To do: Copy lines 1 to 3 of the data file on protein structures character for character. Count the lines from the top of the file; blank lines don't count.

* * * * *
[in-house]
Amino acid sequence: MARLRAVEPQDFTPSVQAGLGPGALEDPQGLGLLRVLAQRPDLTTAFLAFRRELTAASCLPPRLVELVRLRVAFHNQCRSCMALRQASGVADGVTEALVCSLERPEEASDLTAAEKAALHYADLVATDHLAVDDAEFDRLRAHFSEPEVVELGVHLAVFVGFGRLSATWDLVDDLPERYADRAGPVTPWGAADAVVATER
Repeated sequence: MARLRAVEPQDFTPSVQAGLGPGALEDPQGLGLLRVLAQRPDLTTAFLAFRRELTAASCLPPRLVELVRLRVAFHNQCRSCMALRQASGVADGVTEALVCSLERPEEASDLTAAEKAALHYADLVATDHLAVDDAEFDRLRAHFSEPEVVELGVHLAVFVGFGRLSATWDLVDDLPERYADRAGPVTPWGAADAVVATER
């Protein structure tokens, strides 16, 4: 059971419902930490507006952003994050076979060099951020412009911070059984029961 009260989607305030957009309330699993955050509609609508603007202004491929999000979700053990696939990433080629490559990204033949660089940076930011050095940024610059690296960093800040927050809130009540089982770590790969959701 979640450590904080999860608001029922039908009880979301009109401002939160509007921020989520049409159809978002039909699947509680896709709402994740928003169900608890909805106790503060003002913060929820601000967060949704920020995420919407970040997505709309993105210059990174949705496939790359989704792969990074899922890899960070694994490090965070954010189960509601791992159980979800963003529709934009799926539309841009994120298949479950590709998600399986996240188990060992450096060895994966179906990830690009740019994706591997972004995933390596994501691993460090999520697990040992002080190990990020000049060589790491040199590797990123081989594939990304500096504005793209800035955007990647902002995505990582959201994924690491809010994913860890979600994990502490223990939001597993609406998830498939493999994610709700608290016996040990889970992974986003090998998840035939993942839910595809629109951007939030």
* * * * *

[in-house]
Amino acid sequence: MARLRAVEPQDFTPSVQAGLGPGALEDPQGLGLLRVLAQRPDLTTAFLAFRRELTAASCLPPRLVELVRLRVAFHNQCRSCMALRQASGVADGVTEALVCSLERPEEASDLTAAEKAALHYADLVATDHLAVDDAEFDRLRAHFSEPEVVELGVHLAVFVGFGRLSATWDLVDDLPERYADRAGPVTPWGAADAVVATER
Repeated sequence: MARLRAVEPQDFTPSVQAGLGPGALEDPQGLGLLRVLAQRPDLTTAFLAFRRELTAASCLPPRLVELVRLRVAFHNQCRSCMALRQASGVADGVTEALVCSLERPEEASDLTAAEKAALHYADLVATDHLAVDDAEFDRLRAHFSEPEVVELGVHLAVFVGFGRLSATWDLVDDLPERYADRAGPVTPWGAADAVVATER